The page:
I'm sure we'll disagree on Mastodon as well - I thought Lifesblood and Remission were phenomenal, but their new album sounds like a lame rehash of Ride the Lightning.
|Posted on Thursday, December 30, 2004 - 08:36 am: |
Anyway, No Idea--yeah, I know them. I used to live in Gainesville. They were really struggling when they first started and have seemingly clawed their way up the ladder. Very cool.
|Posted on Thursday, December 30, 2004 - 09:09 am: |
Anybody know anything about The Dears? I've downloaded some of their stuff, and it's interesting.
|Posted on Thursday, December 30, 2004 - 09:34 am: |
Q: What's worse that a Chomsky quoting punk band?
A: A Foucault quoting metal band.
I've not heard a lot of Hot Water Music, but the one song I did hear had nothing on the past couple of Planes... discs. Maybe I heard the wrong song?
Growing, ah man, Growing stomp all over most of of the Kranky bands (w/the exception of the Charalambides.) Check this quote from Dusted <http://www.dustedmagazine.com/reviews/802>
"On their debut album The Sky’s Run Into the Sea, the trio relies on guitar, bass and electronics to create something that defies words, categorization and listener apathy. In six tracks lasting just under an hour, the group creates wave upon wave of noise and drones, comparable to Sunn O))), but equally reminiscent of the ambient mysticism of Fripp & Eno. For a moment the group takes a guitar lick worthy of Randy Rhodes’ devil horns, only to distill it to its bare acoustic essence. Rows and rows of cymbals cascade against each other to levels of uncharted edginess; guitars crash with drums like whales jumping waves in the Atlantic."
I agree with you about Pelican, by the way - excellent.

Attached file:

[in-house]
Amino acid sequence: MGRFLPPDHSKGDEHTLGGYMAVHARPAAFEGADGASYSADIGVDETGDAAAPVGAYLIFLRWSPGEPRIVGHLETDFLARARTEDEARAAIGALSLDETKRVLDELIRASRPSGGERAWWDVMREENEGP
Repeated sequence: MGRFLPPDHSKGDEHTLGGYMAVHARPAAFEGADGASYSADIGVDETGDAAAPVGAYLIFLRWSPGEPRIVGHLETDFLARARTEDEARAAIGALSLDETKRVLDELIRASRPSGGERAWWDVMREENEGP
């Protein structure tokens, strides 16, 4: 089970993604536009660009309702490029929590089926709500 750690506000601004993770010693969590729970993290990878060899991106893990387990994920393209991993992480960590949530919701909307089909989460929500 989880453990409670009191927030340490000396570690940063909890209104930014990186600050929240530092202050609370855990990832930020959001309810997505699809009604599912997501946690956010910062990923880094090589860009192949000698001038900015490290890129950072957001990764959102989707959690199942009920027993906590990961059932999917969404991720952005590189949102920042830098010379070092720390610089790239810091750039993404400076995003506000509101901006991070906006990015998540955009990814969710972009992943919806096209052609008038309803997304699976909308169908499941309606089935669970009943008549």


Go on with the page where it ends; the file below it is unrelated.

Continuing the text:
Mastodon - You think so?
What do you think of the new Converge record?
Jeff - The Dears - Oh man, they're like the Barenaked Ladies of orchestral rock. Of course, it seems like I'm the only person who thinks so, and I'm a picky, contrary bastard. A lot of people whose taste in music lines up with mine love them.
Someone above mentioned the PJ Harvey disc? I was not impressed w/it at all - it seemed like she decided to rehash a couple of songs from each of her earlier records. I think she must have used all her good ideas on the Lanegan and Desert Sessions discs. I had a feeling that I was in for a disappointment when I looked at the liner notes and saw that one of the songs was dedicated to Vincent Gallo.
|Posted on Thursday, December 30, 2004 - 10:08 am: |
also listening to a band called tin tin. somewhat interesting.
|Posted on Thursday, December 30, 2004 - 10:39 am: |
actually, tintin isn't that interesting the more i listen to it.
course of empire--just discovered them. like them a lot.
|Posted on Thursday, December 30, 2004 - 11:10 am: |
Hot Water Music is one of No Idea's first and most popular bands (they're from Gainsville as well). I agree that the Planes cd's are better, but when they moved to No Idea I really think they changed their sound to fit the New Idea mould. I still love Planes (I've seen them twice in the past year alone), but their pre-No Idea stuff is still my favorite.
Mastodon - Yeah, I think so. Don't get me wrong, though. Remission will have a place in my row of favorite cd's for a long time to come.
I honestly haven't heard the new Converge record yet, but I'm going to check it out this weekend when I see my brother. Jane Doe was an album that really grew on me, but I always felt that songs like Phoenix in Flames were pretty pretentious. As if they were climbing onto a soapbox and yelling "look at us, we're artists!" From the reviews I've read of the new cd, I think I might like it better than Jane Doe.
Also, my girlfriend is a huge PJ Harvey fan and, like Neddal, was not really impressed with the new album.
|Posted on Thursday, December 30, 2004 - 11:44 am: |
Hot Water Music is one of No Idea's first and most popular bands
Didn't they do Firework Music, too? With Noman Candles?
|Posted on Tuesday, January 18, 2005 - 05:54 pm: |
the one cd of 2004 that really stuck out for me is codeseven - dancing ecoes/dead sounds. good modern rock that sounds like it might've been recorded deep inside of the moon . . .
|Posted on Friday, January 28, 2005 - 06:10 am: |
Here's a funny Amazon list of 2004 music:
|Posted on Saturday, February 05, 2005 - 03:32 pm: |
But what a great recommendation for Isis. Seriously good stuff. Thanks for pointing it out.